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Home :: Archive :: 2004 :: February ::
RSC Revival
The Shakespeare Conference: SHK 15.0397  Wednesday, 11 February 2004

[1]     From:   James Doyle <
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        Date:   Tuesday, 10 Feb 2004 17:08:57 -0000
        Subj:   RSC Revival

[2]     From:   Stuart Manger <
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        Date:   Tuesday, 10 Feb 2004 17:37:55 -0000
        Subj:   Re: SHK 15.0372 RSC Revival

[3]     From:   David Lindley <
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        Date:   Tuesday, 10 Feb 2004 19:19:35 -0000
        Subj:   RE: SHK 15.0372 RSC Revival


[1]-----------------------------------------------------------------
From:           James Doyle <
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Date:           Tuesday, 10 Feb 2004 17:08:57 -0000
Subject:        RSC Revival

I found Doran's RSC productions of Henry VIII and King John to be very
impressive.

Whereas in Julius Caesar I found Ian Hogg to be over satisfied with his
own star turn, in Henry VIII he made a very impressive and empathetic
Wolsey.

In King John, Jo Stone-Fewings blazed as the Bastard, but without taking
all the focus off the actor playing King John.  I actually hadn't
realized Doran directed this, but commented to my wife as we came out
that the actor playing John reminded me of a younger (and taller)
Anthony Sher...

James

[2]-------------------------------------------------------------
From:           Stuart Manger <
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Date:           Tuesday, 10 Feb 2004 17:37:55 -0000
Subject: 15.0372 RSC Revival
Comment:        Re: SHK 15.0372 RSC Revival

But, Al, anyone in UK theatre will tell you that the RSC will take a
long time to recover economically from the appalling 'own goal' (soccer
term) by quitting their London home at the Barbican. They now have NO
regular high-profile stage/dedicated space in London. The National
Theatre - their great rival, and anyone visiting London ought to do a
show at the National - is sweeping all before it.

The RSC are in a tricky situation. Don't clap too loud too soon: and
don't hold your breath. Let's see what the crits are for the upcoming
'tragedies' season! They will play to 100% of course, BUT, will that
just be Shakjunkies and tourists? That is what I think they are truly
scared of, whatever confident noises they are making. I mean, Judi Dench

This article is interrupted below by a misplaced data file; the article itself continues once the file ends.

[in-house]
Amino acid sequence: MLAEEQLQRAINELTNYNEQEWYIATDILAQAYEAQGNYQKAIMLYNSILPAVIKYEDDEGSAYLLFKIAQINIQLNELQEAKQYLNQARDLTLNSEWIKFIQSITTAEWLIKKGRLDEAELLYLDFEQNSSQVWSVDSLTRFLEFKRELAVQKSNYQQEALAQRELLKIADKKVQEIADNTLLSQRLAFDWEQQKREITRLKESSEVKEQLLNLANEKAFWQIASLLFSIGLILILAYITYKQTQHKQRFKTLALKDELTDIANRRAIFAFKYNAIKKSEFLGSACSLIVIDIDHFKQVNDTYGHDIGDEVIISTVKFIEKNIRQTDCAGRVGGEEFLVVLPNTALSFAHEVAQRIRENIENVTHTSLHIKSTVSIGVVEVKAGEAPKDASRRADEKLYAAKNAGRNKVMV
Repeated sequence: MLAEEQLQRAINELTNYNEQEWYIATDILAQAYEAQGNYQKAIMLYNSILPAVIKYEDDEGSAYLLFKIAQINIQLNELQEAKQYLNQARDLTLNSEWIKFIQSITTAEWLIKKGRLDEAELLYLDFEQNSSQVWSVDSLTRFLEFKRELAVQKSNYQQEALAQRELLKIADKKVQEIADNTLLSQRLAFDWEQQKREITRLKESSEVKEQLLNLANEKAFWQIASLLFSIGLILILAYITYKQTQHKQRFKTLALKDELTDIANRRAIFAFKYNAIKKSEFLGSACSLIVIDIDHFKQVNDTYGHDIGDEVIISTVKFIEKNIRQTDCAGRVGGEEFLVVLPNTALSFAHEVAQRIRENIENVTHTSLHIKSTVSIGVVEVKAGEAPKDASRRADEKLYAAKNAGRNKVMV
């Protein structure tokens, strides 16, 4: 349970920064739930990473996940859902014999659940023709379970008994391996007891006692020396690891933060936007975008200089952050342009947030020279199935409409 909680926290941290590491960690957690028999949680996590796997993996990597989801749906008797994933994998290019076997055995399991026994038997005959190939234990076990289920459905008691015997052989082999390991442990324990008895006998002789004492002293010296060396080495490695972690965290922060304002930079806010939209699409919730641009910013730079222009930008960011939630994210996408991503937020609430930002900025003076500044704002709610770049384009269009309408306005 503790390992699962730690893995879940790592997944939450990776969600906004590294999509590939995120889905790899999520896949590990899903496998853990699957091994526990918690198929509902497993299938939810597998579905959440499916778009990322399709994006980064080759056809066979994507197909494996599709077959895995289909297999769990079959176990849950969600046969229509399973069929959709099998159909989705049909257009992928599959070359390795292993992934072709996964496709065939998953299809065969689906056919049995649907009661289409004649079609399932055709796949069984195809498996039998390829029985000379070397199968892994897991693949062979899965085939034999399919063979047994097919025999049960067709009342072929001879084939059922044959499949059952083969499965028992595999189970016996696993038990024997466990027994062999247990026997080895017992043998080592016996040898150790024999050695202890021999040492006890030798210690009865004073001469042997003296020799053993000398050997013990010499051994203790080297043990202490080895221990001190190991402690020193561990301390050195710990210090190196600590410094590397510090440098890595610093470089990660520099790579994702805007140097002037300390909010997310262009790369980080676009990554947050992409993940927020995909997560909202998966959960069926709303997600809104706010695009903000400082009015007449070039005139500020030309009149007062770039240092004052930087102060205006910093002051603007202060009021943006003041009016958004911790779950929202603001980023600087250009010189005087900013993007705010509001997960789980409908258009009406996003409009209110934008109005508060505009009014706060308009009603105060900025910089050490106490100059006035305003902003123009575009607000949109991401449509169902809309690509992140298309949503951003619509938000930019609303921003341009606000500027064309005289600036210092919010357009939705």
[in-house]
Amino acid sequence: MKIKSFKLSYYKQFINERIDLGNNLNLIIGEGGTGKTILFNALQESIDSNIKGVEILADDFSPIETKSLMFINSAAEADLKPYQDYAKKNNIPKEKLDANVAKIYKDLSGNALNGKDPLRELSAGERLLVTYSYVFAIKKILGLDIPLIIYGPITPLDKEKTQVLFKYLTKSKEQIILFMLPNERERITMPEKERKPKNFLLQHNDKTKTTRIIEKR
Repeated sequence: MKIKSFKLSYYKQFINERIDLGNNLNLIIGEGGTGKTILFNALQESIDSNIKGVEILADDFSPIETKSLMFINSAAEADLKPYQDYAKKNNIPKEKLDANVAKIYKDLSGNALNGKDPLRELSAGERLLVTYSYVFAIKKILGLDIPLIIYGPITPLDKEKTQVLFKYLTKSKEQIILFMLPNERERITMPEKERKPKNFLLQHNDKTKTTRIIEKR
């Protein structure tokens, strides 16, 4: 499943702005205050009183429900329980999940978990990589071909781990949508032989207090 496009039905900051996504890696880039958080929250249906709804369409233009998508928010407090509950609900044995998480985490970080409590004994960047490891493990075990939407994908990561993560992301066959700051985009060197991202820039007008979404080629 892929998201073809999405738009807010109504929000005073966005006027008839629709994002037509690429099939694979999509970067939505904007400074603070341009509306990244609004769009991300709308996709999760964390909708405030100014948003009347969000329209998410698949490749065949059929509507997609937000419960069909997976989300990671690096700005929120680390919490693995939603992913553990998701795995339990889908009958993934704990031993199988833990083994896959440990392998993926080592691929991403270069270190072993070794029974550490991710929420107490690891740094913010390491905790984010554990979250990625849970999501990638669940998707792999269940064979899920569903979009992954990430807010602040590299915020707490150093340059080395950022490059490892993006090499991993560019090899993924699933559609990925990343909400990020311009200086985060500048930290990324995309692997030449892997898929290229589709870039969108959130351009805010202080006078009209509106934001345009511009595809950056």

in 'All's Well' is terrific, but frankly not all that big a deal in
terms of big names in big roles, is it? Many of the other leads on the
RSC summer menu are varieties of 'who?'.Not necessarily a recipe for
disaster at all, but many are largely unknown quantities in their
projected roles. Understudy season will attract all the critics. Clever
PR wheeze, or what!

Anyone travelling in and out of UK over a series of three years or so
might try to see any Shakespeare show by the Northern Broadsides
Company. Or stuff at the West Yorkshire Playhouse in Leeds. Both
companies on a roll at the moment under visionary managements. [At
present, neither looks to be doing a Shakespeare in the next three
months, but they often do put one on for a summer / winter tour.] There
is also a much talked of new 'Macbeth' in the provinces but coming to
London well reviewed in a recent Guardian by the esteemed Michael
Billington.

[3]-------------------------------------------------------------
From:           David Lindley <
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Date:           Tuesday, 10 Feb 2004 19:19:35 -0000
Subject: 15.0372 RSC Revival
Comment:        RE: SHK 15.0372 RSC Revival

Having seen all three of Doran's recent productions, and eagerly
awaiting the Othello, I can only agree that they have done much to
repair the RSC's reputation.  But perhaps the reasons for the revival go
deeper than that - I was speaking to an actor in the Dirty Duck after
seeing the Shrew/Tamer Tamed double bill, and he told me that he had not
worked at the RSC for a number of years, and had only been tempted back
because he felt that under the new management the whole company
atmosphere had changed.  Some of the credit must surely go to Michael
Boyd if he has indeed restored battered morale.

David Lindley

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